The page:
The American Academy of Pediatrics (AAP) along with the National Highway Traffic Safety Administration (NHTSA) recently announced new guidelines for children’s car seats. The new guidelines lengthen the use of rear-facing car safety seats and change the guidelines for the use of booster seats.
Here are the specifics as adapted from www.healthychildren.org
|Age Group||Type of Seat||General Guidelines|
|Infants and toddlers||Infant seats and rear-facing convertible seats||Infants and toddlers should ride in a rear-facing car safety seat until they are 2 years of age or until they reach the highest weight or height recommended by the manufacturer of the seat.|
|Toddlers and preschoolers||Convertible seats and forward-facing seats with harnesses||Children 2 years or older, or those younger than 2 years who have outgrown the rear-facing car safety seat, should ride in a forward-facing car safety seat with a harness until they reach the highest weight or height recommended by the manufacturer of the seat.|
|School-aged children||Booster seats||Children who have outgrown the forward-facing car safety seat should ride in a belt-positioning booster seat until the vehicle seat belt fits properly without the booster – usually when the child reaches a height of 4 feet 9 inches and is between 8 and 12 years of age.|
|Older children||Vehicle seat belts||Children younger than 13 years should always ride in the rear seat of a vehicle and should always use a lap and shoulder seat belt.|
Why are rear-facing seats safer?
The previous AAP policy, issued in 2002, advised that infants and toddlers remain in rear-facing safety seats until they reached the limits of the car seat, but cited 12 months and 20 pounds as a minimum. As a result, many parents turned the car seat around on the child’s first birthday.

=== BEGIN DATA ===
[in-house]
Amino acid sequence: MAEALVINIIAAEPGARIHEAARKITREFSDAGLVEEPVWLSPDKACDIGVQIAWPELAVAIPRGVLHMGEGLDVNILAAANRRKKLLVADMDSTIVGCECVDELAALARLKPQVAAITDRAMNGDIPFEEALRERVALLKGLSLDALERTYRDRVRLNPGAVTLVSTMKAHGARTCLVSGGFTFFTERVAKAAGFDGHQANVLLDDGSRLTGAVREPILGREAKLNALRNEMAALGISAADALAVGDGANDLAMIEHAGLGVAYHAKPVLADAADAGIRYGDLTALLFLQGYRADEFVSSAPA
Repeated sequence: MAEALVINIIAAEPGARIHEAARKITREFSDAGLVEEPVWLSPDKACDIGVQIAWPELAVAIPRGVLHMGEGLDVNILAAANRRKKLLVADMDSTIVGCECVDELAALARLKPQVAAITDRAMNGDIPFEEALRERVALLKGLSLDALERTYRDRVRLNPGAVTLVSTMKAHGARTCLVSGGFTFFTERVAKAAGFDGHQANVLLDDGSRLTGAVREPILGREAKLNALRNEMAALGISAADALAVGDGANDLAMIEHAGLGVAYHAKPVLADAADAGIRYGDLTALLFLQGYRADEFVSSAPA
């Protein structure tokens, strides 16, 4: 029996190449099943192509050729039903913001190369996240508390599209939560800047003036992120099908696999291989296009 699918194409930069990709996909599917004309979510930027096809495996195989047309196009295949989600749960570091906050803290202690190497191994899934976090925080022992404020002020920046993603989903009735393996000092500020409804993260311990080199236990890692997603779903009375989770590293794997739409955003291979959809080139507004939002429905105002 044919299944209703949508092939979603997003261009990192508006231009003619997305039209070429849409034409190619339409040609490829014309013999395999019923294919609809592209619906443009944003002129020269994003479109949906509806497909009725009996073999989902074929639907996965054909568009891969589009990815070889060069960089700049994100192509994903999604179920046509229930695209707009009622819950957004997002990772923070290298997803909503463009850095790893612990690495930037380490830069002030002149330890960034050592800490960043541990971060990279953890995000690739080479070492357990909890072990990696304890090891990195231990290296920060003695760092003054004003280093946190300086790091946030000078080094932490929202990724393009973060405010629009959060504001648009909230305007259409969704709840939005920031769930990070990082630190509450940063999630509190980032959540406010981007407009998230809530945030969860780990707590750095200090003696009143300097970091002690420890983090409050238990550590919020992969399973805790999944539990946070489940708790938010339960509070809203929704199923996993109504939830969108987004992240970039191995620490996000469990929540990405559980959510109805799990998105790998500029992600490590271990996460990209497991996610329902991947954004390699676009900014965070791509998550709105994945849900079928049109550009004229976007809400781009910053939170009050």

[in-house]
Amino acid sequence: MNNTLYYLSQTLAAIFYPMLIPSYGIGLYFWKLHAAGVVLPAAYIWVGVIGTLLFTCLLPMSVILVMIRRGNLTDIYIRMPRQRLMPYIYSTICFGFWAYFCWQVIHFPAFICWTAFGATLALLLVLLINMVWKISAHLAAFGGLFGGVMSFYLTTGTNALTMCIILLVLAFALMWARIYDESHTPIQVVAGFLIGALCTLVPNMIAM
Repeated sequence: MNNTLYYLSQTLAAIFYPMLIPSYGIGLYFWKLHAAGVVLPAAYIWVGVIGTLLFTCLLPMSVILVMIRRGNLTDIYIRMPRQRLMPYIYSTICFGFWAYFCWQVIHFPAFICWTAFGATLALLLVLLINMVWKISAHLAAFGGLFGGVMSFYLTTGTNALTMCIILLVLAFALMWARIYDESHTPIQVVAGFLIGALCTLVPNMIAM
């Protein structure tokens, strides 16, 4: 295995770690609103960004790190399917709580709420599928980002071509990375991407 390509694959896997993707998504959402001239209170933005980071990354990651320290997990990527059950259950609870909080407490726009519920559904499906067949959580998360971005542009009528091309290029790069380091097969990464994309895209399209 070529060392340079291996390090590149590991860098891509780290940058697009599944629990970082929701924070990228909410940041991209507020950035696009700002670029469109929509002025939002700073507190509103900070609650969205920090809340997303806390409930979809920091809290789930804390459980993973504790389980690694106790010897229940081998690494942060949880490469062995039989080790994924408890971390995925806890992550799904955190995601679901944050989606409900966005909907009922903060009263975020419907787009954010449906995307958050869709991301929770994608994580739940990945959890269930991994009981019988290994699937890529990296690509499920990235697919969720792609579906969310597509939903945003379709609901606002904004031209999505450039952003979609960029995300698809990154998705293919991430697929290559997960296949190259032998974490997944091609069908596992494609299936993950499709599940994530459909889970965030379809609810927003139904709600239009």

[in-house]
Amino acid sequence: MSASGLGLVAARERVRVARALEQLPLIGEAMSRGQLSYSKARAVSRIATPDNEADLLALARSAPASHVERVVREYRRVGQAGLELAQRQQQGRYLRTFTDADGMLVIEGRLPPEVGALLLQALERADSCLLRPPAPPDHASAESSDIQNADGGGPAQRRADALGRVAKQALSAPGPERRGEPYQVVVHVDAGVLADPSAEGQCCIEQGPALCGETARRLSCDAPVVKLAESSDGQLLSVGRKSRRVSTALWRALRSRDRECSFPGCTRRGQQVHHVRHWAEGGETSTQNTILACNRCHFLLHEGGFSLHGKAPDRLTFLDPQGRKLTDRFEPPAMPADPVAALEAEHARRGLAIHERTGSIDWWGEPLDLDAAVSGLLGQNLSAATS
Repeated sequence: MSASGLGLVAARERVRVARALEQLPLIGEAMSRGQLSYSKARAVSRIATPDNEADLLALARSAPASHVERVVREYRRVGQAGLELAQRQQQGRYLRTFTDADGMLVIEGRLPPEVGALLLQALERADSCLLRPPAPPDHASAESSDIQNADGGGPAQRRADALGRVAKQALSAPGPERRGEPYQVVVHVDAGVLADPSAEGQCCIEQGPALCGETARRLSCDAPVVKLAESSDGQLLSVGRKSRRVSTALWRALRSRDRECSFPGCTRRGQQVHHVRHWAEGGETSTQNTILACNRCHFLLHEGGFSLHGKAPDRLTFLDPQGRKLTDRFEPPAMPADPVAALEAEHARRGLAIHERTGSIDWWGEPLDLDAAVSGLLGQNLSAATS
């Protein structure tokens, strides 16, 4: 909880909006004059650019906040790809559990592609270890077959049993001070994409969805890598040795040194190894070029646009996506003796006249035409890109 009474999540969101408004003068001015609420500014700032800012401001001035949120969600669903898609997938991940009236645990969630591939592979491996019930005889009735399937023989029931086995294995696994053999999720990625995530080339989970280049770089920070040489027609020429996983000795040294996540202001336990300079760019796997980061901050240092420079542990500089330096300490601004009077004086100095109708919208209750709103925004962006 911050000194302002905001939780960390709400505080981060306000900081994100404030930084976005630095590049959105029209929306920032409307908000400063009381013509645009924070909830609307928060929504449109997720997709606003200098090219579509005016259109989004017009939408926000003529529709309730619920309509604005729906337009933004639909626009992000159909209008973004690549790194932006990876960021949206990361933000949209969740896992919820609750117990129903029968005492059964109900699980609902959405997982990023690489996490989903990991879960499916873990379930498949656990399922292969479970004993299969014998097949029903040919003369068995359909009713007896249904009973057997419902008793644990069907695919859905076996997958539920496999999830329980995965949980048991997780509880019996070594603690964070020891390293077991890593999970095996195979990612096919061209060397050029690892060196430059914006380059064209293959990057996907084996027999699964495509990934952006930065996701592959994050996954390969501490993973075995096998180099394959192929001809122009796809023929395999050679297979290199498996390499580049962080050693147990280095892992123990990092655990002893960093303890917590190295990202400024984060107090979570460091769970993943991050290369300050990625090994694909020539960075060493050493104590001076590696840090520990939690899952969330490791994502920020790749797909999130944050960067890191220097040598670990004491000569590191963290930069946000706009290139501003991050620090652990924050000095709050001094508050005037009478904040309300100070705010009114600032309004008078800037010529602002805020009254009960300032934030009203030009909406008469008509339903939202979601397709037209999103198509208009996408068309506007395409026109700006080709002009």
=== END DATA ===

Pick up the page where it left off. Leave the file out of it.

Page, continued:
But new research has shown that children under age 2 are safer in rear-facing car seats. A 2007 study showed children under age 2 are 75 percent less likely to die or be severely injured in a crash if they are in a rear-facing car seat.
Research suggests that rear-facing child car seats do a better job of supporting the head, neck, and spine of infants and toddlers in a crash because it distributes the force of the collision over the entire body. The age 2 recommendation is a guideline to help parents decide when to make the transition.
Proper seat belt “fit” in a booster seat
Automobile seat belts are designed to fit an average adult. It is best not to let a child sit without a booster seat until he or she weighs 80 -100 pounds. Researchers say a booster seat should make the vehicle’s lap-and-shoulder belts fit properly. The shoulder belt should lie across the middle of the chest and shoulder, not near the face or neck. The lap belt should fit low and snug on the hips and upper thighs, not across the belly.
Safety seats in the air
Although the Federal Aviation Administration permits children under age 2 to ride on an adult’s lap on an airplane, children are best protected by riding in an age- and size-appropriate restraint.